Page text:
Born Solomon Bellows on June 10, 1915, in Lachine, Quebec, near Montreal, to Lescha and Abraham Bellows, immigrants from St. Petersburg (and his grandfather had been born in Vilnius), over his lifetime writer Saul Bellow would be awarded the Pulitzer Prize, the Nobel Prize for Literature, and the National Medal of Arts. He was the only writer to be awarded the National Book Award for Fiction thrice, and in 1990 received the National Book Foundation’s Lifetime Medal for Distinguished Contribution to American Letters. The Nobel Committee described his writing as “the mixture of rich picaresque novel and subtle analysis of our culture, of entertaining adventure, drastic and tragic episodes in quick succession interspersed with philosophic conversation, all developed by a commentator with a witty tongue and penetrating insight into the outer and inner complications that drive us to act, or prevent us from acting, and that can be called the dilemma of our age.”
When he was nine, the family moved to Chicago, and his father went into the onion business. (In the old country, the family had been affluent.) His mother, who died when he was 17, had wanted him to become a rabbi or a concert violinist. But he was already both a writer and a great reader. Holding degrees in sociology and anthropology, and having served as a Merchant Marine during WWII, Mr. Bellow’s first novel, Dangling Man, came out in 1944. Having published his second, The Victim, in 1947, in 1948 he was awarded a Guggenheim Fellowship and spent two years based in Paris and traveling around Europe. He began his novel The Adventures of Augie March at that time, published in 1954. In 1956, he published Seize The Day, followed by Henderson The Rain King (1959), Herzog (1964), Mosby’s Memoirs and Other Stories (1968), Mr. Sammler’s Planet (1970), and Humboldt’s Gift (1975, which won the Pulitzer). In 1976, he published the nonfiction To Jerusalem and Back: A Personal Account. He continued publishing books throughout his life. Meanwhile, he was also writing plays which were produced on Broadway and contributing to periodicals as well. During the 1967 Arab-Israeli conflict, he served as war correspondent for Newsday. Additionally he has taught at several universities.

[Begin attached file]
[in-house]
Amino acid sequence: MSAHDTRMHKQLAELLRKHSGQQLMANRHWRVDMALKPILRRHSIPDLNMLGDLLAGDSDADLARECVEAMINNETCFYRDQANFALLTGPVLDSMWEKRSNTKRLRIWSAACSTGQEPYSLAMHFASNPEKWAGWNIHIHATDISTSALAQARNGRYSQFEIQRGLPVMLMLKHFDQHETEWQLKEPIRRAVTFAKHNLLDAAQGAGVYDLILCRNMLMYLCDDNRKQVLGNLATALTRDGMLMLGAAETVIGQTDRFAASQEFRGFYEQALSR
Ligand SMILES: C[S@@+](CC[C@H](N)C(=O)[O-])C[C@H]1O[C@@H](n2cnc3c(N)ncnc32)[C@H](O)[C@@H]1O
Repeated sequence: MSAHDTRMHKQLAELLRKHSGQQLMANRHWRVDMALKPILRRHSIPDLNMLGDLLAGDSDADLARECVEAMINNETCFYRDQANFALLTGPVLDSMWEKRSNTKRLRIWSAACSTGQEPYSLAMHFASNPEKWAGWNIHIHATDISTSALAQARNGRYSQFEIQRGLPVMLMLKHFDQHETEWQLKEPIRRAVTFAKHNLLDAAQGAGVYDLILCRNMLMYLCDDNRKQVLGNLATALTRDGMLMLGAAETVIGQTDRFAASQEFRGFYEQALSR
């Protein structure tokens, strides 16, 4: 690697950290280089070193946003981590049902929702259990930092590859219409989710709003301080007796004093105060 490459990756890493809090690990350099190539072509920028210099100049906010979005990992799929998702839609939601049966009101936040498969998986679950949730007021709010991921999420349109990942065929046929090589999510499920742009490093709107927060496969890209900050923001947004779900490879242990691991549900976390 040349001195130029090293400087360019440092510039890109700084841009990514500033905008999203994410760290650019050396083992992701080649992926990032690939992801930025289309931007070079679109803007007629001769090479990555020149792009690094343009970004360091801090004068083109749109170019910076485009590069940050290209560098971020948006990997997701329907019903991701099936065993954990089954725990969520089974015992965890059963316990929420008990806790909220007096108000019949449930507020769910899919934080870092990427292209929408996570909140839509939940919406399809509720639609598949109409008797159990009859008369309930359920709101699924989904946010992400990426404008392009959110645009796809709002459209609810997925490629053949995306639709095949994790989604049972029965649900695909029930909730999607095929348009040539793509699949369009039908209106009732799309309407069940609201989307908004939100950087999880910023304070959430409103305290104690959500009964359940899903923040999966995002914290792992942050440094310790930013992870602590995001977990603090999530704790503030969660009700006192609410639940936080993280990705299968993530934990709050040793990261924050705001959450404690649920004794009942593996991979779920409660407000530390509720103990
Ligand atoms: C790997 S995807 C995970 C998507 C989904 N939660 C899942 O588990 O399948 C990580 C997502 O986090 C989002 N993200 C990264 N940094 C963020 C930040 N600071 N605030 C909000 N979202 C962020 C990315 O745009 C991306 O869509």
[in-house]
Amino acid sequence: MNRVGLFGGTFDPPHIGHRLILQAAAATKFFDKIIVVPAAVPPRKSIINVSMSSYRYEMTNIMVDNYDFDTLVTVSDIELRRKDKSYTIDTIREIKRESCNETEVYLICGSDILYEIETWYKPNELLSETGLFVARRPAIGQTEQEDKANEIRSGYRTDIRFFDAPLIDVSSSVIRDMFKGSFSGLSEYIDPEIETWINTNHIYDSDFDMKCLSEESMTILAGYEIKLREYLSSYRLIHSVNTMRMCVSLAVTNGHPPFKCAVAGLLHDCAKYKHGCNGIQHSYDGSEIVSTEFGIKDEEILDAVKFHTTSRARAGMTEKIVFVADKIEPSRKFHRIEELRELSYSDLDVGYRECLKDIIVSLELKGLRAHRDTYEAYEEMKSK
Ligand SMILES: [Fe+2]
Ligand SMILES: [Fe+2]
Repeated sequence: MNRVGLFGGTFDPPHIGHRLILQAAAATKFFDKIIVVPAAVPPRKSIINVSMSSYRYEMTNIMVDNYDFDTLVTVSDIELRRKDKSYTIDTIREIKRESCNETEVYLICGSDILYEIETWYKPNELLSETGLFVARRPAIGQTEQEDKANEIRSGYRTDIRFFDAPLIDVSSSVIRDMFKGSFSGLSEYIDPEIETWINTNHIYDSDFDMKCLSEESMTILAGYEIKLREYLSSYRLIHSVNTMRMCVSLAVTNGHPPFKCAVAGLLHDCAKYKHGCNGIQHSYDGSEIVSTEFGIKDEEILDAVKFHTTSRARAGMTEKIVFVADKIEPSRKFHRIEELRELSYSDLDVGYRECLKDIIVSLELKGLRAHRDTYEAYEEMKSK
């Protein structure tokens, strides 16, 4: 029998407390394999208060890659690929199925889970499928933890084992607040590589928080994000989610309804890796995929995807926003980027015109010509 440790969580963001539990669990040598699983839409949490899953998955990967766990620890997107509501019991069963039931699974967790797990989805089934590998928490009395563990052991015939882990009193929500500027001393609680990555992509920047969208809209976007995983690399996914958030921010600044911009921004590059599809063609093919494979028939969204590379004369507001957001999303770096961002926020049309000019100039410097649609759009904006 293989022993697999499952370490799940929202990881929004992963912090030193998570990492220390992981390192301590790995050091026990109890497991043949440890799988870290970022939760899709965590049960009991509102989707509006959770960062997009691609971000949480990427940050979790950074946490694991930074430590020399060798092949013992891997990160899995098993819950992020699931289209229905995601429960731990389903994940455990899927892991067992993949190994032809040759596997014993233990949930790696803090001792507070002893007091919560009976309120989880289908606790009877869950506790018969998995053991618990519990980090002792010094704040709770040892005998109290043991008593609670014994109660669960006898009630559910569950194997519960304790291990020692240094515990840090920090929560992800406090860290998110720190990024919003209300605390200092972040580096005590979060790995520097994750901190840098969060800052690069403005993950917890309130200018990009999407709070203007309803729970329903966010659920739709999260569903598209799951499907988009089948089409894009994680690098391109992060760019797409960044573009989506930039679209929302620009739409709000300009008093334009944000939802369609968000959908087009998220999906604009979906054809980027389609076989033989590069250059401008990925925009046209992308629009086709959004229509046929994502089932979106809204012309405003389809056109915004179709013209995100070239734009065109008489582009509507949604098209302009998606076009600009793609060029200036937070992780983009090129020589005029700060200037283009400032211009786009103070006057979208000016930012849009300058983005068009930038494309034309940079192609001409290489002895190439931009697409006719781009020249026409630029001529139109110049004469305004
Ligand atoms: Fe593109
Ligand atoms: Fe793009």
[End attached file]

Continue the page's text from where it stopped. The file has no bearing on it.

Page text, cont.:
Mr. Bellows was the first American to be awarded the International Literary Prize, for Herzog, in 1965. In 1968 the Republic of France awarded him the Croix de Chevalier des Arts et Lettres, their highest award to non-citizens, and also that year he received the B’nai B’rith Jewish Heritage Award for “excellence in Jewish literature.” In 1976 he received the America’s Democratic Legacy Award of the Anti-Defamation League of B’nai B’rith.
Mr. Bellow passed away on April 5, 2005, in Brookline, Massachusetts. Perhaps we ought to be reading more of his works.